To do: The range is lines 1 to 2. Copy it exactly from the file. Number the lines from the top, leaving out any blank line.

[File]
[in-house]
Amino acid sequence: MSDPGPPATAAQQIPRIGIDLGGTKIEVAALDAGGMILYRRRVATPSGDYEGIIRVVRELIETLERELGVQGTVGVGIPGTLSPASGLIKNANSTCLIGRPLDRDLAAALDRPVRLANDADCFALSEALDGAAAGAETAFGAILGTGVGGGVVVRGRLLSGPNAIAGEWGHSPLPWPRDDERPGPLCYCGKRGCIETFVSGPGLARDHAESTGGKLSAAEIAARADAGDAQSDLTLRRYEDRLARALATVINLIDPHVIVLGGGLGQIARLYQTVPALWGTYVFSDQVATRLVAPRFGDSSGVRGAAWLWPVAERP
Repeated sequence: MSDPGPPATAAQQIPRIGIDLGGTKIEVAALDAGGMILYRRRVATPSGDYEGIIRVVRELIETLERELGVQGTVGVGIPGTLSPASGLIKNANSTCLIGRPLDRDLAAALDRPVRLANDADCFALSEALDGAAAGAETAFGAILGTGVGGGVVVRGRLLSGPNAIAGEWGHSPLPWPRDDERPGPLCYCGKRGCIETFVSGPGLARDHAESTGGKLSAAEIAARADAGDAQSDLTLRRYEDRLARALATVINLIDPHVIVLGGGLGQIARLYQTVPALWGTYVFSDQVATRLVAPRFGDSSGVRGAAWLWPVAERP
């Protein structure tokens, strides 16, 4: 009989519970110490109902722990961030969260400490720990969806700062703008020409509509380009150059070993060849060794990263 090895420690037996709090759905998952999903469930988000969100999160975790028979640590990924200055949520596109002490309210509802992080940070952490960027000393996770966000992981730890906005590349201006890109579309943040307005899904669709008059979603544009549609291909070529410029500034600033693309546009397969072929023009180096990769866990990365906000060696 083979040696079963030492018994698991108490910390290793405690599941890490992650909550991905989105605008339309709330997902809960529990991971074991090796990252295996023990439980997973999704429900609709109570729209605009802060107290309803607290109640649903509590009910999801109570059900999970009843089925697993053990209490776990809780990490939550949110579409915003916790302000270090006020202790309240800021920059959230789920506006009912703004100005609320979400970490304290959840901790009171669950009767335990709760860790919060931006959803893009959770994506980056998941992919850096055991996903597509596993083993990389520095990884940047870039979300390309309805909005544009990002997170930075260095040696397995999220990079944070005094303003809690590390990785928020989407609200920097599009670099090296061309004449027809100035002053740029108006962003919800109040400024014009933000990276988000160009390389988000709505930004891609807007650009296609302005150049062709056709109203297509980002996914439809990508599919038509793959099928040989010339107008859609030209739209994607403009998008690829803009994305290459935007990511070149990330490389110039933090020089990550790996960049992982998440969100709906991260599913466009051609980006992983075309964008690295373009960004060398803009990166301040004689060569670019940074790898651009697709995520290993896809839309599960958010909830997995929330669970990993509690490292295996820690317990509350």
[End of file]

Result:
[in-house]
Amino acid sequence: MSDPGPPATAAQQIPRIGIDLGGTKIEVAALDAGGMILYRRRVATPSGDYEGIIRVVRELIETLERELGVQGTVGVGIPGTLSPASGLIKNANSTCLIGRPLDRDLAAALDRPVRLANDADCFALSEALDGAAAGAETAFGAILGTGVGGGVVVRGRLLSGPNAIAGEWGHSPLPWPRDDERPGPLCYCGKRGCIETFVSGPGLARDHAESTGGKLSAAEIAARADAGDAQSDLTLRRYEDRLARALATVINLIDPHVIVLGGGLGQIARLYQTVPALWGTYVFSDQVATRLVAPRFGDSSGVRGAAWLWPVAERP